The need for an inventory of Community Capital and for one or more Capital Coordinator’s remains.  How and where this information is collected and applied may take many forms.  A Capital Community may be an investment club, a civic organization, an impact fund, a charity or other organization.  The Capital Coordinator may be housed within one of these organizations or within a local chamber of commerce, economic development office or Small Business Development Center.

    An organization seeking to raise money through investment crowdfunding would greatly benefit if it becomes the center of attention of a Capital Community.  In addition to its own networks, an organization may gain the expected benefit of working with a Capital Community that may directly invest, provide support services to the capital campaign and introduce the organization within the given Community. 

    An organization may identify a Capital Community while completing a Stakeholder analysis of who may benefit from the success of the organization [see other articles on Stakeholders at Colorado Community Capital PBC- http://www.coloradocapitalcongress.com  or at @karldakin on LinkedIn -  http://www.linkedin.com/in/karldakin].

    This topic and related topics on investment crowdfunding will be presented by Colorado Community Capital PBC (formerly the Colorado Capital Congress) this Thursday, September 22nd at a workshop on Customer Crowdfunding at the Colorado Lending Source.  For more information or to register, go to http://www.coloradocapitalcongress.com/events.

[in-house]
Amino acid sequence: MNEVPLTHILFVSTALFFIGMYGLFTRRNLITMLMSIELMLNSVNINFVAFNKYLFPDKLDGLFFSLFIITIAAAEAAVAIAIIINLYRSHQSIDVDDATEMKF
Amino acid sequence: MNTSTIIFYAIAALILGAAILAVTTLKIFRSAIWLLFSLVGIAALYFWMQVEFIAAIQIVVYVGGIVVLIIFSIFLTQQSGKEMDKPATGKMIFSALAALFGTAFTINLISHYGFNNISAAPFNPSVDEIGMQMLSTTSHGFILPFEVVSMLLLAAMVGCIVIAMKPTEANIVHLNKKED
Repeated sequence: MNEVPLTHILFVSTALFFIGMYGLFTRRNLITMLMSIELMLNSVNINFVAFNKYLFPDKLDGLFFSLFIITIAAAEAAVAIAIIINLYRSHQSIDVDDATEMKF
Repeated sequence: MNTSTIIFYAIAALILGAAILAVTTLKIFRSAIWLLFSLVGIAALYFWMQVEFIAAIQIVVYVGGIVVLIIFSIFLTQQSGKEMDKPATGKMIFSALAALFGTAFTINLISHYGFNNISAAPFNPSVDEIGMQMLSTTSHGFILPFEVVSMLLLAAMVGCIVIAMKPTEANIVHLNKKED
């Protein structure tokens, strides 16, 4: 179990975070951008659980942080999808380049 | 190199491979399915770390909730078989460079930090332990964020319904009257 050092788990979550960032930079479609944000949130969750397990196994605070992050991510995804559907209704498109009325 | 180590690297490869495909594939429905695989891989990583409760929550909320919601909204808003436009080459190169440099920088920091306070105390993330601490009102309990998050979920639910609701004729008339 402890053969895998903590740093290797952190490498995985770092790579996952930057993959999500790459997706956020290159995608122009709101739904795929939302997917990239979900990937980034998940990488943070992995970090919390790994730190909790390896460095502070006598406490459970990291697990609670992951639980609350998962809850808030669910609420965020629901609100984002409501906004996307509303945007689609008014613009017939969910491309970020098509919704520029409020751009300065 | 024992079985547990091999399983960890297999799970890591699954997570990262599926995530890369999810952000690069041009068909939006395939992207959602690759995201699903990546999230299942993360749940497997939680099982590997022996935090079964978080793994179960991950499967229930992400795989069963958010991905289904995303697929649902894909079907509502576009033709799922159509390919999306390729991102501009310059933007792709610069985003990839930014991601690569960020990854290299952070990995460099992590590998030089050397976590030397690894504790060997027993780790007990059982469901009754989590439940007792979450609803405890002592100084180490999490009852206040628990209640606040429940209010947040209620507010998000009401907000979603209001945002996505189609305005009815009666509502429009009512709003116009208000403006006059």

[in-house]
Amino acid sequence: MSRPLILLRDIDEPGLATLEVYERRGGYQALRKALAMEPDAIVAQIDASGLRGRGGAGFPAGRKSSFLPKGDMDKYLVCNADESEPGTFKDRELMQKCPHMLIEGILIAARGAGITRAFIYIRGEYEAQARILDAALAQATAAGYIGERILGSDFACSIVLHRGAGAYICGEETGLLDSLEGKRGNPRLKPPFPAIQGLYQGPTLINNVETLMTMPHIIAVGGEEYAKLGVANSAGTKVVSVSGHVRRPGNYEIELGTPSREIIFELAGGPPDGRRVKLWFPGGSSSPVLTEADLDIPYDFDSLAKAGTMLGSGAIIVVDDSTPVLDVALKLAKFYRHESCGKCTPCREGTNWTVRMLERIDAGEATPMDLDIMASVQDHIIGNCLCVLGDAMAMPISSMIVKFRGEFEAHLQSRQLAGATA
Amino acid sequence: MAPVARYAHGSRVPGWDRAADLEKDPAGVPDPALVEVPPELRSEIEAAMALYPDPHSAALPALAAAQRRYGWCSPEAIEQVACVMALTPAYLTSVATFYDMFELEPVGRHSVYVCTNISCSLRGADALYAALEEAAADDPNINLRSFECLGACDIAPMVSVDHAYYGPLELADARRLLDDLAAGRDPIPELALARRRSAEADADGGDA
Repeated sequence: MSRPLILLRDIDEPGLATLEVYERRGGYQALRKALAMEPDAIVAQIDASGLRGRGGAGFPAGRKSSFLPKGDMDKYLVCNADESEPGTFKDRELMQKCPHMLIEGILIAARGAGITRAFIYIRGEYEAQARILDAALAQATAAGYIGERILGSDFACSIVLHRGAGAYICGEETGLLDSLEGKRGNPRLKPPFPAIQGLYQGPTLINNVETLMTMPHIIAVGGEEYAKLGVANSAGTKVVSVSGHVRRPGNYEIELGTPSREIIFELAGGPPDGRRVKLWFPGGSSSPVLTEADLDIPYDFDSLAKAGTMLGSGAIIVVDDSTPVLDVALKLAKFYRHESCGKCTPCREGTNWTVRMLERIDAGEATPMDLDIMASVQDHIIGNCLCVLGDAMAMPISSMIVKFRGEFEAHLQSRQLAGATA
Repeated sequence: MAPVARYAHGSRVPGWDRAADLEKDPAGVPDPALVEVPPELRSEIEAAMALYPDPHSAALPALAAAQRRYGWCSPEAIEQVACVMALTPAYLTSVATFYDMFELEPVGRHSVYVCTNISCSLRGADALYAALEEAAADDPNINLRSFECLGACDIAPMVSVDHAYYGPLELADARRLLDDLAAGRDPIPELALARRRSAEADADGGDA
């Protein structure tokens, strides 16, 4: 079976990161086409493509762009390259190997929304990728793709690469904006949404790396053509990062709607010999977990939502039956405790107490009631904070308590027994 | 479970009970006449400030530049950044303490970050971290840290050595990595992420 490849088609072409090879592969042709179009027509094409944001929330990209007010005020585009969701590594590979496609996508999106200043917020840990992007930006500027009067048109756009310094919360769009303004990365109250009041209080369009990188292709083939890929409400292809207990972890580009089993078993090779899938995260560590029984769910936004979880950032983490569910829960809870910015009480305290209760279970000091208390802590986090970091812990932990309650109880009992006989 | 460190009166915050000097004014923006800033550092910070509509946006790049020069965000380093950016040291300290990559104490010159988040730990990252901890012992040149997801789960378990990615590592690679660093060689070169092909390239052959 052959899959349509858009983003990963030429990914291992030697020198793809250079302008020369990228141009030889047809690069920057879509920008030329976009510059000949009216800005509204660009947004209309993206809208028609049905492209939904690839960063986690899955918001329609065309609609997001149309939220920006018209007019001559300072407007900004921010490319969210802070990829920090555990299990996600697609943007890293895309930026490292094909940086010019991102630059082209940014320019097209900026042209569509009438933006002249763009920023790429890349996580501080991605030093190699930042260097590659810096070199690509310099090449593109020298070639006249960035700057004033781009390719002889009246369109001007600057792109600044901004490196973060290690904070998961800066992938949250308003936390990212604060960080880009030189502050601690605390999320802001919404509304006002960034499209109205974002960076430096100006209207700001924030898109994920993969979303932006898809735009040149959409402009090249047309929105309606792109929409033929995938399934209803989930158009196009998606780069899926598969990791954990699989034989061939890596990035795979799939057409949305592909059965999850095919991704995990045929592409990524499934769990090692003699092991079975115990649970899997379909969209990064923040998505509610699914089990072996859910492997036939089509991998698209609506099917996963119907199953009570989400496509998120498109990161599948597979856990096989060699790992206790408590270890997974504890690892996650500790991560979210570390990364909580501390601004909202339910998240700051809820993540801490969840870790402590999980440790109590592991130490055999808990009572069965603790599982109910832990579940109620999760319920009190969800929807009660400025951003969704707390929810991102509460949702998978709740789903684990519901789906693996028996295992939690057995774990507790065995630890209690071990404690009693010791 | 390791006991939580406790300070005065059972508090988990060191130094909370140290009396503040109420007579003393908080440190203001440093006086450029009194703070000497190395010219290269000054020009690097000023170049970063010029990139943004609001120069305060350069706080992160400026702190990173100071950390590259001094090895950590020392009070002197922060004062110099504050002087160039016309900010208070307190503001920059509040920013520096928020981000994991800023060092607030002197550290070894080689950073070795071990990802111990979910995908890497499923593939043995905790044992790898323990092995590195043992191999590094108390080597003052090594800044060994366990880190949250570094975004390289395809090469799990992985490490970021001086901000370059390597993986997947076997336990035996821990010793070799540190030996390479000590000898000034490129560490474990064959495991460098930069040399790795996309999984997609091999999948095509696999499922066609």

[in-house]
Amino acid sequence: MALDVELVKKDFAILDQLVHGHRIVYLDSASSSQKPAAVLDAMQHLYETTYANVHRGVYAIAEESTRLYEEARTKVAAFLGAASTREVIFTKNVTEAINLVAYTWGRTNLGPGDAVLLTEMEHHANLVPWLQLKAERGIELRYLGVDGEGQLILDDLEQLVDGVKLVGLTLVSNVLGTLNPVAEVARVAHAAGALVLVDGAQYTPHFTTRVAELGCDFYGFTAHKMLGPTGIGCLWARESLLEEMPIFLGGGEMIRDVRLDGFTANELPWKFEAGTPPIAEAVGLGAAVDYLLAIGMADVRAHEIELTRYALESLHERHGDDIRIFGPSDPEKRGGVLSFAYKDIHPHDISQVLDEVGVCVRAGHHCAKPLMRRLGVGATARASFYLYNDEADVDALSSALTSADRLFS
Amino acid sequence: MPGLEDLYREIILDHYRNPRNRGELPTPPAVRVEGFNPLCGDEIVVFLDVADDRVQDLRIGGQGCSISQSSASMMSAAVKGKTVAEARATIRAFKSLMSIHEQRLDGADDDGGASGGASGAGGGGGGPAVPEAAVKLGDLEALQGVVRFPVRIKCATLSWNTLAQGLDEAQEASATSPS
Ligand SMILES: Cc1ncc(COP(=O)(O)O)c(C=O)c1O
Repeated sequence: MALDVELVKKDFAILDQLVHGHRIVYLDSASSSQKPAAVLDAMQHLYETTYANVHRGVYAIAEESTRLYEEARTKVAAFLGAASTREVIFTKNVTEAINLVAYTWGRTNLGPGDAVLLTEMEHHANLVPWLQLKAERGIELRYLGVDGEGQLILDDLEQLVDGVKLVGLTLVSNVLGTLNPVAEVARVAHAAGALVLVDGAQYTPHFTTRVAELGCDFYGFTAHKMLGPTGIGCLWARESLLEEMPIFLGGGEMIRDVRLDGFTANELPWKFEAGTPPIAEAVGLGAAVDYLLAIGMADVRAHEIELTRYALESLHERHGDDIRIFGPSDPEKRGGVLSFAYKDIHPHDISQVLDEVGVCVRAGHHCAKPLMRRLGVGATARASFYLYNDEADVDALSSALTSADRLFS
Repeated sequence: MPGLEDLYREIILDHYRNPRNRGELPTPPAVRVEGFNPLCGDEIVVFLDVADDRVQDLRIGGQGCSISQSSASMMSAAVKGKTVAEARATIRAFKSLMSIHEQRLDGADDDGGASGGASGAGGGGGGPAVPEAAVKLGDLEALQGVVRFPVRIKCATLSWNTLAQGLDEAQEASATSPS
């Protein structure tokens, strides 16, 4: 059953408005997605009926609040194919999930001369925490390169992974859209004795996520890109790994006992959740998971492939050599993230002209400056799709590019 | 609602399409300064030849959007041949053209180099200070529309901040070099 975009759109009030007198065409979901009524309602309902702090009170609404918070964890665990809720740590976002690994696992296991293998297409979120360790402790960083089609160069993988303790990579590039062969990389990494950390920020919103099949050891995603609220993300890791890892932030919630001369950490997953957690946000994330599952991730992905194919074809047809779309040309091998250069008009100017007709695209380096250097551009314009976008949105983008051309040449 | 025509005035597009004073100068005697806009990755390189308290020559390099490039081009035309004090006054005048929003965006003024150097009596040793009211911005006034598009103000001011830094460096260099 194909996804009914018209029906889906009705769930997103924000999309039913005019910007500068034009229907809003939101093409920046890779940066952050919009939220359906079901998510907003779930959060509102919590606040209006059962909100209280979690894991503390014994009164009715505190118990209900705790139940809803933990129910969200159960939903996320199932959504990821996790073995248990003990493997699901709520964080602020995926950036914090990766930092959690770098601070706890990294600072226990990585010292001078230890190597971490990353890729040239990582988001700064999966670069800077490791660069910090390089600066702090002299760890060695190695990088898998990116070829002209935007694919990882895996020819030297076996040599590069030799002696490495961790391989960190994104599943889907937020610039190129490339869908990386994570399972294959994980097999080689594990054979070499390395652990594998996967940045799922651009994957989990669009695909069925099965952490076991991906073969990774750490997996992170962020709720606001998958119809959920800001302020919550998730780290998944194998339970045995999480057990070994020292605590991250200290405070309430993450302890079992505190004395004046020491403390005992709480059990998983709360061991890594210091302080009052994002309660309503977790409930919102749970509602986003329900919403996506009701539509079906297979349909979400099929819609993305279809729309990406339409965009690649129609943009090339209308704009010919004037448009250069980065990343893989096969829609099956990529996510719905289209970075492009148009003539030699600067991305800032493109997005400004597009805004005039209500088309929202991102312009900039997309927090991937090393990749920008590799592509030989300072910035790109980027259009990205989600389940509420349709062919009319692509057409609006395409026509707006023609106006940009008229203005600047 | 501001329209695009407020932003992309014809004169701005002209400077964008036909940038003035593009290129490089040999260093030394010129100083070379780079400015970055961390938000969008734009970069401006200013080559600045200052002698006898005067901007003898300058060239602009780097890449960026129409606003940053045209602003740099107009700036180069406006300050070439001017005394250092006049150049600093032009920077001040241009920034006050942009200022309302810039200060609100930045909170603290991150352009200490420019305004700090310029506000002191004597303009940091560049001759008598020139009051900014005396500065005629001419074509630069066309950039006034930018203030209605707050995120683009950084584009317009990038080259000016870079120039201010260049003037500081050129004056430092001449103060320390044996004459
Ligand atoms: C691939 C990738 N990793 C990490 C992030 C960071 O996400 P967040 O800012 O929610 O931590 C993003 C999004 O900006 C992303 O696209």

Karl Dakin

    Dakin Capital Services LLC

    kdakin@dakincapitalservices.com


  • September 12, 2016 9:43 AM | Anonymous

    Many entrepreneurs launch a business as a natural consequence of addressing a problem.  They take the first step on a journey that may lead to success.   Too often, entrepreneurs look at their feet instead of the horizon when taking that first step.  Their focus on ‘next steps’ will lead to action.  Action is to be rewarded over those who simply talk.  However, without a defined goal, it becomes difficult to determine if progress is being made and if one is moving fast enough down the path.  And, it becomes difficult to raise capital.

    Raising capital is largely an act of shifting resources of the future to make then usable today – a time machine.  This act is demonstrated by a loan where money is received today in exchange for its repayment with interest in the future.

    The person holding the resources today – an investor (however that may be defined) – must be convinced that an event will occur in the future that will result in their repayment – a return of their resources. 

    Investors do not invest in today.  They invest in tomorrow: the date in the future when they get repaid their investment.

    In order to obtain needed investment, entrepreneurs must create a vision of that future date with such clarity that the investor will part with their resources and make them available to the entrepreneur – a form of self-fulfilling prophecy.